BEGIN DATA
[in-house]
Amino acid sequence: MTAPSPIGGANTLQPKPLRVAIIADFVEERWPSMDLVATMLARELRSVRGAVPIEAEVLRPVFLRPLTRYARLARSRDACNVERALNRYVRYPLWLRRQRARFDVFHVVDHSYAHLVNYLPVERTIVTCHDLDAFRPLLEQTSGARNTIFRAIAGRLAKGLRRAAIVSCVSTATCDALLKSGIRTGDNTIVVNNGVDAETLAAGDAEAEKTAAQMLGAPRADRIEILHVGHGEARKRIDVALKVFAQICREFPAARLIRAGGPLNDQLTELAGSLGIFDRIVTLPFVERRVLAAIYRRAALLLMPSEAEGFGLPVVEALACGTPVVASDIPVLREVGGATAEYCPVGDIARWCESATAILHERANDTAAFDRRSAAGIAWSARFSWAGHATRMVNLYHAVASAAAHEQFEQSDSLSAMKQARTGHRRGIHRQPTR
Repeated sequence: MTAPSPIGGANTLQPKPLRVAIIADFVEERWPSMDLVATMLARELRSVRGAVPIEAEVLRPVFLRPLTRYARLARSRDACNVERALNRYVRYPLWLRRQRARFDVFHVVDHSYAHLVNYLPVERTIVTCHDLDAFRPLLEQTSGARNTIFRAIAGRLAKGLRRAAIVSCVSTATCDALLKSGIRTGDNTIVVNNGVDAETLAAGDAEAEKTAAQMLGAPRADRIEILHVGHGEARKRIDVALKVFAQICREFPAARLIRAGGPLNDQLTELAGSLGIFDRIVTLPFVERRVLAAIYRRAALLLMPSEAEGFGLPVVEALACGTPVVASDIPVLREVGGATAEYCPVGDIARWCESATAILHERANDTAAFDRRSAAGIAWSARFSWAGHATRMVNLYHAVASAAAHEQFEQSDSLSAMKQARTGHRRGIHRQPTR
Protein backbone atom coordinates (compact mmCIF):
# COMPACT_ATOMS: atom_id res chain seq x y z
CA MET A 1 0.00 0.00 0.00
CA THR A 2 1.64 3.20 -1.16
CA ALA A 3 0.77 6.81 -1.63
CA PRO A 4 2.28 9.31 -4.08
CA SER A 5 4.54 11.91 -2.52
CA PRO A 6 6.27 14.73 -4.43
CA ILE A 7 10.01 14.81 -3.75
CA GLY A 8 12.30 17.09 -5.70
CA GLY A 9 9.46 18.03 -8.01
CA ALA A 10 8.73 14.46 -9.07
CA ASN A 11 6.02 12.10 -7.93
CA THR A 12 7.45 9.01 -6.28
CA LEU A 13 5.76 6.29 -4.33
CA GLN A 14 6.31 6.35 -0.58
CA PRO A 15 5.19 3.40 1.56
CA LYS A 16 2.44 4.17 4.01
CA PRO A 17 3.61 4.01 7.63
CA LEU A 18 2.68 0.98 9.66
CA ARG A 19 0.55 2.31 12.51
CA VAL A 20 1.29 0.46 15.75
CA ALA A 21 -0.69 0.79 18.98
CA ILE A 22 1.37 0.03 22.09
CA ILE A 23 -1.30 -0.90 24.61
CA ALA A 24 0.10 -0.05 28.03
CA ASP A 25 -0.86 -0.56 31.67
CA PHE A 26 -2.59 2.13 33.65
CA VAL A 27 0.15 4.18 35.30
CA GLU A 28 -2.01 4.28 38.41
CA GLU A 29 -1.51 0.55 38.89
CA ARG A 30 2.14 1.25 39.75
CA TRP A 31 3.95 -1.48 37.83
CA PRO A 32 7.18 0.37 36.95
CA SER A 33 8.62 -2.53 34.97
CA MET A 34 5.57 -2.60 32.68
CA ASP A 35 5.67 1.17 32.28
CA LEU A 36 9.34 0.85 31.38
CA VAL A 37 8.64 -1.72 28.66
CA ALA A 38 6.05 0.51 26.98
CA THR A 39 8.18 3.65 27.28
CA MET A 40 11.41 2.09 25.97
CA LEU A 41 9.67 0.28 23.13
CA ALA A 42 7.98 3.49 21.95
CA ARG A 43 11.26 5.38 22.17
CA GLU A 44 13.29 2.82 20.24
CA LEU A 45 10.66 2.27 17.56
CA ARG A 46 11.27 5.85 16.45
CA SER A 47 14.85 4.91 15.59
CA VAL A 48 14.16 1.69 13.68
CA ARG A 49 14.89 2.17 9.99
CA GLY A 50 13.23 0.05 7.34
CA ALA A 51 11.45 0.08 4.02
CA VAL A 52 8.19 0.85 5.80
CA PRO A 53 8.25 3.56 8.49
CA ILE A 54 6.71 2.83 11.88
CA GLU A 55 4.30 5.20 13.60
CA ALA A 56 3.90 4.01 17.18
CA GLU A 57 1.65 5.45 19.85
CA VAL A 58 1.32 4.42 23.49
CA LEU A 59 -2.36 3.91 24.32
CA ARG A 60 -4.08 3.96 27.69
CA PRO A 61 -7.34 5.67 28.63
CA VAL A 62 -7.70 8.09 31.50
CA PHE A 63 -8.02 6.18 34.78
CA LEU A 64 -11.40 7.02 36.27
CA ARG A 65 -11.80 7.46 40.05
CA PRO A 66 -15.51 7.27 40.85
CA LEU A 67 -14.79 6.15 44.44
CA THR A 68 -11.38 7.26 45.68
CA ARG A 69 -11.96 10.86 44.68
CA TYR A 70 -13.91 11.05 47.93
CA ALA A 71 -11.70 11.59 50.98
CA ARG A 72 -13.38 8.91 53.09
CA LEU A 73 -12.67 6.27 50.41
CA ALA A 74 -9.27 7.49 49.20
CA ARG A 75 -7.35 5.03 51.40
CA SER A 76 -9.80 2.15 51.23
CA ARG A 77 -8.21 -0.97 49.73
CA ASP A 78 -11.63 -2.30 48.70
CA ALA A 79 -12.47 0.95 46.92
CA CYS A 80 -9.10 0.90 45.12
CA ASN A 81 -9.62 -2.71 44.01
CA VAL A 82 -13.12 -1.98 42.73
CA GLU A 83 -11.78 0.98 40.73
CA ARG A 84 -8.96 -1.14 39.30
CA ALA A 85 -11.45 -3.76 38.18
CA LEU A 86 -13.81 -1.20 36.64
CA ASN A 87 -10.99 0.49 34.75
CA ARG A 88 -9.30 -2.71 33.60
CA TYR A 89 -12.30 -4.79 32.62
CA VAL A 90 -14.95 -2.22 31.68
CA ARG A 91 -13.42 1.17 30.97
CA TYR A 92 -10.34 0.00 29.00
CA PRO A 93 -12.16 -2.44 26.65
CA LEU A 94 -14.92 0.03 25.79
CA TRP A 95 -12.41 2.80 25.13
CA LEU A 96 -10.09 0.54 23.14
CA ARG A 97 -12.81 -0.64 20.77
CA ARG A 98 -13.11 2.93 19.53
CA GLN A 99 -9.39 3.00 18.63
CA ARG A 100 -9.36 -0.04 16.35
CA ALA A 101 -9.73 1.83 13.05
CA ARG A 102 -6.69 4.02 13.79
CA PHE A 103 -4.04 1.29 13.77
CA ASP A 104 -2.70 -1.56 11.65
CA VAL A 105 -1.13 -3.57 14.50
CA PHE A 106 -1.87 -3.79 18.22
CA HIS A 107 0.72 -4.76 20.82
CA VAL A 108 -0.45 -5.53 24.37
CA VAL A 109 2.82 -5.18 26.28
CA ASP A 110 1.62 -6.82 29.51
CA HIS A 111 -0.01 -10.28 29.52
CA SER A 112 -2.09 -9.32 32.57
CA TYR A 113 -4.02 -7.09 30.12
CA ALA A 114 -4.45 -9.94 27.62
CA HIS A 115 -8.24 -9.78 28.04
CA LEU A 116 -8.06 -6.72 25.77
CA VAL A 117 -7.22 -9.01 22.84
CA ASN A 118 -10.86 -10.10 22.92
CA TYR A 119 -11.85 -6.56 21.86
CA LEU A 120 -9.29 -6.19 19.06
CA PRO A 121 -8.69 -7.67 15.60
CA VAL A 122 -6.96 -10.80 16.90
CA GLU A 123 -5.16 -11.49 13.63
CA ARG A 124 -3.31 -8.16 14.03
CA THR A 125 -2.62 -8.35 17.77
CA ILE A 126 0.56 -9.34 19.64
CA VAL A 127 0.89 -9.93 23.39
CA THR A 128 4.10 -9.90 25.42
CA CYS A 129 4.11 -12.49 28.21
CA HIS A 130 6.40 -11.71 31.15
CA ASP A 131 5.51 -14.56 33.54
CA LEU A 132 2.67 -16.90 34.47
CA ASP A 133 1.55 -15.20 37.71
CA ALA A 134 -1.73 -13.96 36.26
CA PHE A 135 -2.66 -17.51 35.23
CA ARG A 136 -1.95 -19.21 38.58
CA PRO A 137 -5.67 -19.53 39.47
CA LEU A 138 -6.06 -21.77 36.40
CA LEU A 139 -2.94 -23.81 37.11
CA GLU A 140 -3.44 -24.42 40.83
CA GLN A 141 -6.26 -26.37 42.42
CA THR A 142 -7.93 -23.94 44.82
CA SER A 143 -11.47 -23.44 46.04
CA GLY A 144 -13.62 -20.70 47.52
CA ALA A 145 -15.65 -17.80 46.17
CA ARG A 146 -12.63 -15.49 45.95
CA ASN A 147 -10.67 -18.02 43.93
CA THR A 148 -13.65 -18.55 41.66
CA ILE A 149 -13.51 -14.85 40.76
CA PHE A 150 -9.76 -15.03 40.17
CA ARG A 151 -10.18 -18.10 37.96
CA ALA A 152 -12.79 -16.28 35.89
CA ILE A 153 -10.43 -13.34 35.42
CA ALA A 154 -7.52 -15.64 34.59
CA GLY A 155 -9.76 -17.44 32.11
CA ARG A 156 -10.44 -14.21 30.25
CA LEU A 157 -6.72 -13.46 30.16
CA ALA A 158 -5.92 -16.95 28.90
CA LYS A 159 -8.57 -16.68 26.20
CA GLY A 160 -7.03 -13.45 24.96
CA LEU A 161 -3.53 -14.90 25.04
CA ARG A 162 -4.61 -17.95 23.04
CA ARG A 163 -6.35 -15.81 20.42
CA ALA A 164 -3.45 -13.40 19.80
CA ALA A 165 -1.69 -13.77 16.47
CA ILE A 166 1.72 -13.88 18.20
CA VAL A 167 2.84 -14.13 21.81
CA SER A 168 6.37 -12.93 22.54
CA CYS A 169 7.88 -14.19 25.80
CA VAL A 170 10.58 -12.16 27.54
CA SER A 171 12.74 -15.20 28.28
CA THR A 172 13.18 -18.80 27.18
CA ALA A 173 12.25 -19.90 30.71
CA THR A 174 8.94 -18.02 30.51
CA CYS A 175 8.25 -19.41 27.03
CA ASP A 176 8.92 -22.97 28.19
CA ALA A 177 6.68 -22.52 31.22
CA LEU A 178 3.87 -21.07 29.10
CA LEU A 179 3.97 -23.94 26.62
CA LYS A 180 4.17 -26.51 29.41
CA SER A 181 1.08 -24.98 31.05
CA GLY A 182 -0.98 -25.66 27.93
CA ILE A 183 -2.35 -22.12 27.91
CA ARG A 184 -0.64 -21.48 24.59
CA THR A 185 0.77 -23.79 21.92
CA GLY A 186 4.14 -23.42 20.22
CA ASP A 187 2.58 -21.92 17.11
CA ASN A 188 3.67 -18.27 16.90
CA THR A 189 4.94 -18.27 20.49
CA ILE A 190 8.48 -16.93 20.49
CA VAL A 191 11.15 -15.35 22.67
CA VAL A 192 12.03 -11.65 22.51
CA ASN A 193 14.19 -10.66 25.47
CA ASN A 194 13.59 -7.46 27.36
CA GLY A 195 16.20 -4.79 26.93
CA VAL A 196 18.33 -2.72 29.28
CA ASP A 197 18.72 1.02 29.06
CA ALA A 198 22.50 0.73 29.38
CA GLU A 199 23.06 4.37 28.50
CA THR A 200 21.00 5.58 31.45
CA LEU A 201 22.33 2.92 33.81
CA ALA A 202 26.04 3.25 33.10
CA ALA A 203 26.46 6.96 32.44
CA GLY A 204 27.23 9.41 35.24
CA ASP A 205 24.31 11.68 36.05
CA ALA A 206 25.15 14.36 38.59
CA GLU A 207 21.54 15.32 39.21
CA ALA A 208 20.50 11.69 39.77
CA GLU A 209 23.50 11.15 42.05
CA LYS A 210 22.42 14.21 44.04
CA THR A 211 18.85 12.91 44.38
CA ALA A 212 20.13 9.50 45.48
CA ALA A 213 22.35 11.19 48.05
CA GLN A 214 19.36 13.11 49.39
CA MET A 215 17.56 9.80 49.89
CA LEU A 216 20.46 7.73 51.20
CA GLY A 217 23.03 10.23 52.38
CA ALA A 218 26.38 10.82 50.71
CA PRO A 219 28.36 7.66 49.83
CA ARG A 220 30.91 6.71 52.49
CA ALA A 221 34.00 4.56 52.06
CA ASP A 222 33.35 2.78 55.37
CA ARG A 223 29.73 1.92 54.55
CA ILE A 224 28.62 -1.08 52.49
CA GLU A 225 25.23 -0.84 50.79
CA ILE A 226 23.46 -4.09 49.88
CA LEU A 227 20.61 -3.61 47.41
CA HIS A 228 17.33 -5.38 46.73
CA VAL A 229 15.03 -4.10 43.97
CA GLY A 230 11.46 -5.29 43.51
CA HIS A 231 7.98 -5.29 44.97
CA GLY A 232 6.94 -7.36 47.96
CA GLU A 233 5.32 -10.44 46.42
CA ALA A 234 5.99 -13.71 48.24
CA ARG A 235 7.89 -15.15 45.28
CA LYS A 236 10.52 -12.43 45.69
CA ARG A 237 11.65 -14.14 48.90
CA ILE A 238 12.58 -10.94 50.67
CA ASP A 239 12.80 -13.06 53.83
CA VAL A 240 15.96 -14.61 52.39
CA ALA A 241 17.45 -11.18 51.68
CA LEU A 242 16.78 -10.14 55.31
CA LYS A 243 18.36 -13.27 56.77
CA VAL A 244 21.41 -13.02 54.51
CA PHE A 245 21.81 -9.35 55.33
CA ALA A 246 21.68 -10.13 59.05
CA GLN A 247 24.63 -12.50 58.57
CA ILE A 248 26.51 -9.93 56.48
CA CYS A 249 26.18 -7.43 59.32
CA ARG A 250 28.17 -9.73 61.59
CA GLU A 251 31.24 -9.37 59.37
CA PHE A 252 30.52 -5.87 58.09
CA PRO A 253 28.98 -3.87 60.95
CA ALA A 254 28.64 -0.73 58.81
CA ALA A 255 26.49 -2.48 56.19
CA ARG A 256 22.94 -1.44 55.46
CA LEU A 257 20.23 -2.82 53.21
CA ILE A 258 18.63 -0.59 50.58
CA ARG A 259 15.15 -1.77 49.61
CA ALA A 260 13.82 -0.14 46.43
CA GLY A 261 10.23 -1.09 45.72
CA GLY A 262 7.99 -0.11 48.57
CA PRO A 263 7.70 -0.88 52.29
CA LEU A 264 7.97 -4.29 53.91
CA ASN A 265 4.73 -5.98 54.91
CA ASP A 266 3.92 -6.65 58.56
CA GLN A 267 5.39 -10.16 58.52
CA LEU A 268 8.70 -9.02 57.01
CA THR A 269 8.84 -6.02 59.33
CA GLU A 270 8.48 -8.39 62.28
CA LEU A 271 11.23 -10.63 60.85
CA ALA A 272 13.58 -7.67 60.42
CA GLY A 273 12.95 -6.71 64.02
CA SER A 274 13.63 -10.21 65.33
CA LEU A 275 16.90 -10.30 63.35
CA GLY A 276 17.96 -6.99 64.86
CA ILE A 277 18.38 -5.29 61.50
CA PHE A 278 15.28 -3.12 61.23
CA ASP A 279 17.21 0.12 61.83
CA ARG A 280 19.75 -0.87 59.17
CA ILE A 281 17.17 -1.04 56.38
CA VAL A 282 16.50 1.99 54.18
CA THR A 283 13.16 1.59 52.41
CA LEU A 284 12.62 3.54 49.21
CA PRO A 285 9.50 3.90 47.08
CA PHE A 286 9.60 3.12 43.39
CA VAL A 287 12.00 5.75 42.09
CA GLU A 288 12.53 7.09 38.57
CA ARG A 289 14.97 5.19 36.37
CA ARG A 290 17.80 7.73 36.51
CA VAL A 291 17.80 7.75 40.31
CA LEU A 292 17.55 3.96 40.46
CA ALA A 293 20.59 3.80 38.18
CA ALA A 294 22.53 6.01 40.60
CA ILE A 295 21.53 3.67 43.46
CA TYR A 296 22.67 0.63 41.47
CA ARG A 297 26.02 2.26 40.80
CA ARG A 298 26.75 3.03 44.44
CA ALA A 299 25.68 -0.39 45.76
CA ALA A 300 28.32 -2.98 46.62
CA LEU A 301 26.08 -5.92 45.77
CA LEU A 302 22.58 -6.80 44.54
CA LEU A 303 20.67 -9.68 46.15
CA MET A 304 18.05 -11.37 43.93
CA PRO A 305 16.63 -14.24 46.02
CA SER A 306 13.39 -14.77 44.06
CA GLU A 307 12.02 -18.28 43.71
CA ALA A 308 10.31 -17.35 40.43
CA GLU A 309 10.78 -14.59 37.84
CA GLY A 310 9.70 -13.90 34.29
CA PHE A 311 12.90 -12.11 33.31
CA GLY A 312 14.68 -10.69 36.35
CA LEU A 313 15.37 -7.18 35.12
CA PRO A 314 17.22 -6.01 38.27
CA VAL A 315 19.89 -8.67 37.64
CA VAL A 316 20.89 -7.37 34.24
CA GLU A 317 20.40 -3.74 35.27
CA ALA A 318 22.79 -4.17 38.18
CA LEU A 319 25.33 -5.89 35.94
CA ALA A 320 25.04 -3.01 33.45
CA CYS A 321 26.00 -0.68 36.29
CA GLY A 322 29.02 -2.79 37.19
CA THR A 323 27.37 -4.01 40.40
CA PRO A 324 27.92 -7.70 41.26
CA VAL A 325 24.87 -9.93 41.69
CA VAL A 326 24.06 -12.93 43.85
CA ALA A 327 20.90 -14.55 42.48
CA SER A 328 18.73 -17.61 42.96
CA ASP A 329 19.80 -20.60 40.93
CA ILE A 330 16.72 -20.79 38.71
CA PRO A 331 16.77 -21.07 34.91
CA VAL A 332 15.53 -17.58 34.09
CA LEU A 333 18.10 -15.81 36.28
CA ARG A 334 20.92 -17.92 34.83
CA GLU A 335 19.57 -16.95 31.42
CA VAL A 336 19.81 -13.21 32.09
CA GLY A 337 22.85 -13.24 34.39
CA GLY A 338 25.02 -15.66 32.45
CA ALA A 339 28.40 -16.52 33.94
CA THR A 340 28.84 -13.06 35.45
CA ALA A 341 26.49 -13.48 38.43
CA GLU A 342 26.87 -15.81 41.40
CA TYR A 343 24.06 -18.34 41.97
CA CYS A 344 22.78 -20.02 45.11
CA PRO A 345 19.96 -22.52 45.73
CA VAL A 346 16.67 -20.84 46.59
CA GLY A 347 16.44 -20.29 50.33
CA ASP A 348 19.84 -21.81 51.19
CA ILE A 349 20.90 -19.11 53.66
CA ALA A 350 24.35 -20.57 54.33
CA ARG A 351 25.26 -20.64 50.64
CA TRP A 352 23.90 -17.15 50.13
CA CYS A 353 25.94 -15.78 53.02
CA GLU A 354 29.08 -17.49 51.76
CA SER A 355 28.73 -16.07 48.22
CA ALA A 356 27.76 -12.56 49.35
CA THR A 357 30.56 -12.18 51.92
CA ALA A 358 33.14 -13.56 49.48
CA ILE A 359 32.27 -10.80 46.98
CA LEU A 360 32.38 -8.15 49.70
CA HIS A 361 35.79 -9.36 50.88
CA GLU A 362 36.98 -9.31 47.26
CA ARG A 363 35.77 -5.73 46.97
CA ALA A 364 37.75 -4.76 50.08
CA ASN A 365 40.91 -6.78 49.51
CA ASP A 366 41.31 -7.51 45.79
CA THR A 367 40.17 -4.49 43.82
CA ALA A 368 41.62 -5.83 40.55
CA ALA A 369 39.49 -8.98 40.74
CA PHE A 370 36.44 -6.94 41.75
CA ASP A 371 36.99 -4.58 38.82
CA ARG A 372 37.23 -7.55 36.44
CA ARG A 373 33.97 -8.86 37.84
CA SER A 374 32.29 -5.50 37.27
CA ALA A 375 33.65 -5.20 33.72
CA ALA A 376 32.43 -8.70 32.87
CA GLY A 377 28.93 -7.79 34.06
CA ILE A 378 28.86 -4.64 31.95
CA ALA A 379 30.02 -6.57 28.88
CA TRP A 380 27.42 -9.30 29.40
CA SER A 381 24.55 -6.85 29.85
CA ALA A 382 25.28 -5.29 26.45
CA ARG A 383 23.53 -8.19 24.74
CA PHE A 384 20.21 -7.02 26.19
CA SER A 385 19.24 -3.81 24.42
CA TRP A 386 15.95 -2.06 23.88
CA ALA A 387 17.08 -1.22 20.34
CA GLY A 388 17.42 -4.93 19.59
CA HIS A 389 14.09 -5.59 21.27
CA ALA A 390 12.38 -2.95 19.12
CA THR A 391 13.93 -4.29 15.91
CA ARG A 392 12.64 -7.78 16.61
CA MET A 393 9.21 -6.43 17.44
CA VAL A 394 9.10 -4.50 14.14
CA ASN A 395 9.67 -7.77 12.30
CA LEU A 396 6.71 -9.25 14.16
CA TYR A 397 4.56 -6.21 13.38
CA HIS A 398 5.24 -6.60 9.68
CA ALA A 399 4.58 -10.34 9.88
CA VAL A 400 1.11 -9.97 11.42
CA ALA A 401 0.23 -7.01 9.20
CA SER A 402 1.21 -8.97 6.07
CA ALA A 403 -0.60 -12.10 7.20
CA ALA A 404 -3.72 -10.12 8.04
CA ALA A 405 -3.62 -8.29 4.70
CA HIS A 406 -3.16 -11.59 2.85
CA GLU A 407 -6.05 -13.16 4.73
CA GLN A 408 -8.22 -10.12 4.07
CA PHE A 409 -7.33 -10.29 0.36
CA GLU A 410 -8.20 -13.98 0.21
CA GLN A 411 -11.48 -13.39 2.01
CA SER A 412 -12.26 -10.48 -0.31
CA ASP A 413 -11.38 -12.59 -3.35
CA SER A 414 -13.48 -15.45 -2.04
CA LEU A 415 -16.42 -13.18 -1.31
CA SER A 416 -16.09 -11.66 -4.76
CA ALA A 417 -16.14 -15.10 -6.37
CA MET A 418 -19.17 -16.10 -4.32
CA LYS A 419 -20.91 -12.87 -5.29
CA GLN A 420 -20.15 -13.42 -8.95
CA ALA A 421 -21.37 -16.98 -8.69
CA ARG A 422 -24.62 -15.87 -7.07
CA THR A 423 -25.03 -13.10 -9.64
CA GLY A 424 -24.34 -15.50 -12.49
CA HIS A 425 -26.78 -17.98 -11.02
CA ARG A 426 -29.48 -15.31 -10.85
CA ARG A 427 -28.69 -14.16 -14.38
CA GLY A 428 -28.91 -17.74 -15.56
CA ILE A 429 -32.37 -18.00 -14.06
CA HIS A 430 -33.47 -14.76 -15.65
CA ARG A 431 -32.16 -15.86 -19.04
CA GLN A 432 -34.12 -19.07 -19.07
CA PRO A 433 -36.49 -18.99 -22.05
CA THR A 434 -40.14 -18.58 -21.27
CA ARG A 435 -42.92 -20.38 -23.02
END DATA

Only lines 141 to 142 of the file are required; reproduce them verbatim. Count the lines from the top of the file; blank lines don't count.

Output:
CA ARG A 136 -1.95 -19.21 38.58
CA PRO A 137 -5.67 -19.53 39.47